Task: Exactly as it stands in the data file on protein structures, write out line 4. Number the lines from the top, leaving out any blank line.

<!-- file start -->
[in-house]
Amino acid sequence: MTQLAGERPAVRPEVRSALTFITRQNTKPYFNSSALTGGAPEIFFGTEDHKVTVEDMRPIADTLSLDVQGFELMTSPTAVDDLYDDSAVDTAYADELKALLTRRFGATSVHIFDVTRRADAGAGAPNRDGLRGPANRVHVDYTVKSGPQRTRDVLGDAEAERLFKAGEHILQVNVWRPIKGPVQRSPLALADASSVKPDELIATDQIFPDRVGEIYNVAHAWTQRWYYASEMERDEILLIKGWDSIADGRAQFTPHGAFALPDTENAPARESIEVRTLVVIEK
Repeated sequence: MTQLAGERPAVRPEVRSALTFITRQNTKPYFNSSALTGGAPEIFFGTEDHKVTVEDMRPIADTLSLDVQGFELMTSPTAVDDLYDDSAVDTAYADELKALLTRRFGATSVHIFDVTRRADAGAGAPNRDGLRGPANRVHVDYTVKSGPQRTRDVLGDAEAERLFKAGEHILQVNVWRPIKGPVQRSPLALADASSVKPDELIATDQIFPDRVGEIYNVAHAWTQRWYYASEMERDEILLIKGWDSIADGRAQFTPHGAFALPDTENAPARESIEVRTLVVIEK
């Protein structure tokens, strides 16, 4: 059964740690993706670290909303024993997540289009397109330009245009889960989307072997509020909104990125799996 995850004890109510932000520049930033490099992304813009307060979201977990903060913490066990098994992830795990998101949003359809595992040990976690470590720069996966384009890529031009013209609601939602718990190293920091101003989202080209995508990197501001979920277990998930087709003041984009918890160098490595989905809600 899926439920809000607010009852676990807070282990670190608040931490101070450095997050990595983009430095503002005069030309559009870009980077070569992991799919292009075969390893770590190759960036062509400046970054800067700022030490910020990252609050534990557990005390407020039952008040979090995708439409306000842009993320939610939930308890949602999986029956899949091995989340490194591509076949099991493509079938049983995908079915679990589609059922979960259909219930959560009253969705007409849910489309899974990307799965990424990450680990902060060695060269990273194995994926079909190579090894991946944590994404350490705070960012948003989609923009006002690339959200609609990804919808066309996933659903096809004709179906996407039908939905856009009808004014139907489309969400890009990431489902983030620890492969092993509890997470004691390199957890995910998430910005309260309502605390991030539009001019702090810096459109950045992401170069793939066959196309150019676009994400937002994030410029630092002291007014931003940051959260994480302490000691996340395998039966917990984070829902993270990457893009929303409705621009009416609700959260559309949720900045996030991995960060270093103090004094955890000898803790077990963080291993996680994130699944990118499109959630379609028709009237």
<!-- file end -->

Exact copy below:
């Protein structure tokens, strides 16, 4: 059964740690993706670290909303024993997540289009397109330009245009889960989307072997509020909104990125799996 995850004890109510932000520049930033490099992304813009307060979201977990903060913490066990098994992830795990998101949003359809595992040990976690470590720069996966384009890529031009013209609601939602718990190293920091101003989202080209995508990197501001979920277990998930087709003041984009918890160098490595989905809600 899926439920809000607010009852676990807070282990670190608040931490101070450095997050990595983009430095503002005069030309559009870009980077070569992991799919292009075969390893770590190759960036062509400046970054800067700022030490910020990252609050534990557990005390407020039952008040979090995708439409306000842009993320939610939930308890949602999986029956899949091995989340490194591509076949099991493509079938049983995908079915679990589609059922979960259909219930959560009253969705007409849910489309899974990307799965990424990450680990902060060695060269990273194995994926079909190579090894991946944590994404350490705070960012948003989609923009006002690339959200609609990804919808066309996933659903096809004709179906996407039908939905856009009808004014139907489309969400890009990431489902983030620890492969092993509890997470004691390199957890995910998430910005309260309502605390991030539009001019702090810096459109950045992401170069793939066959196309150019676009994400937002994030410029630092002291007014931003940051959260994480302490000691996340395998039966917990984070829902993270990457893009929303409705621009009416609700959260559309949720900045996030991995960060270093103090004094955890000898803790077990963080291993996680994130699944990118499109959630379609028709009237």